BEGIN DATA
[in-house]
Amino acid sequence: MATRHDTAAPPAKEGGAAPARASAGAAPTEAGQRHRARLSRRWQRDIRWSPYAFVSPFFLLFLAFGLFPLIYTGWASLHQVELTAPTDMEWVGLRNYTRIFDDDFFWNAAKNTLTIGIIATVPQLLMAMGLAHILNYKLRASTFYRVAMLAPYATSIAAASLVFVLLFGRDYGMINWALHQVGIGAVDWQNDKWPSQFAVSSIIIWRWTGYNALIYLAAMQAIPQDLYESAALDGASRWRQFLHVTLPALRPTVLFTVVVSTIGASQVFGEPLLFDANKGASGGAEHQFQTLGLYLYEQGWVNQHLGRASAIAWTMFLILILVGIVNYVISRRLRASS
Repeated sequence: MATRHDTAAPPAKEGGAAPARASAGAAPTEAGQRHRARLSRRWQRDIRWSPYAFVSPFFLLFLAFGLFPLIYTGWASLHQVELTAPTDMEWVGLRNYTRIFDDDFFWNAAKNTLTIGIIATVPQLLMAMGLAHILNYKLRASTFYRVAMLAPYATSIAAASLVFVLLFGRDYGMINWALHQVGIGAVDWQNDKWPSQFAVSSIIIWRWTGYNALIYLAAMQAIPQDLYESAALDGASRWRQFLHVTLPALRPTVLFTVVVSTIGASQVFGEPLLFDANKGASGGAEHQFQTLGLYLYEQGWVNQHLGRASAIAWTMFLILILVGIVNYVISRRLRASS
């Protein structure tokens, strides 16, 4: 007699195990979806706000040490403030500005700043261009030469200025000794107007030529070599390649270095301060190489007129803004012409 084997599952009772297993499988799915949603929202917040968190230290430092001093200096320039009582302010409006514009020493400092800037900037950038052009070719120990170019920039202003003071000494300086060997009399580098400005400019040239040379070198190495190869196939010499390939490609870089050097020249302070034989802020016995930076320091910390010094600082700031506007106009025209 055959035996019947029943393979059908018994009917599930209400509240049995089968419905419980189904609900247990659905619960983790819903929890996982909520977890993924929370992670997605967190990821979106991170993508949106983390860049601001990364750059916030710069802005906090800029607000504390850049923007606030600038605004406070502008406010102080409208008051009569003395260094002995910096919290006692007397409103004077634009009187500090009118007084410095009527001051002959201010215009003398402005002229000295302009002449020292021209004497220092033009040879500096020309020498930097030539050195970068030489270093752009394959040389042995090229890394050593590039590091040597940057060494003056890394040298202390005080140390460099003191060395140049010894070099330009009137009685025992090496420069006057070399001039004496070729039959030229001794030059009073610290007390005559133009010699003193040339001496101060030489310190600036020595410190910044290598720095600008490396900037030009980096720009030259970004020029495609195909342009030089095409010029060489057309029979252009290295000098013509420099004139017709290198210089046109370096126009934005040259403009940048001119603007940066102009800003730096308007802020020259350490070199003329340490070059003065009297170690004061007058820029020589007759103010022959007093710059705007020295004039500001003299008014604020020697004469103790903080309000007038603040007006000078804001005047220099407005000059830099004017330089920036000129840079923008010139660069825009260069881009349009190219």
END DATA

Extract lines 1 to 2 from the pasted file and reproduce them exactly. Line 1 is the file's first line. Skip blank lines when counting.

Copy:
[in-house]
Amino acid sequence: MATRHDTAAPPAKEGGAAPARASAGAAPTEAGQRHRARLSRRWQRDIRWSPYAFVSPFFLLFLAFGLFPLIYTGWASLHQVELTAPTDMEWVGLRNYTRIFDDDFFWNAAKNTLTIGIIATVPQLLMAMGLAHILNYKLRASTFYRVAMLAPYATSIAAASLVFVLLFGRDYGMINWALHQVGIGAVDWQNDKWPSQFAVSSIIIWRWTGYNALIYLAAMQAIPQDLYESAALDGASRWRQFLHVTLPALRPTVLFTVVVSTIGASQVFGEPLLFDANKGASGGAEHQFQTLGLYLYEQGWVNQHLGRASAIAWTMFLILILVGIVNYVISRRLRASS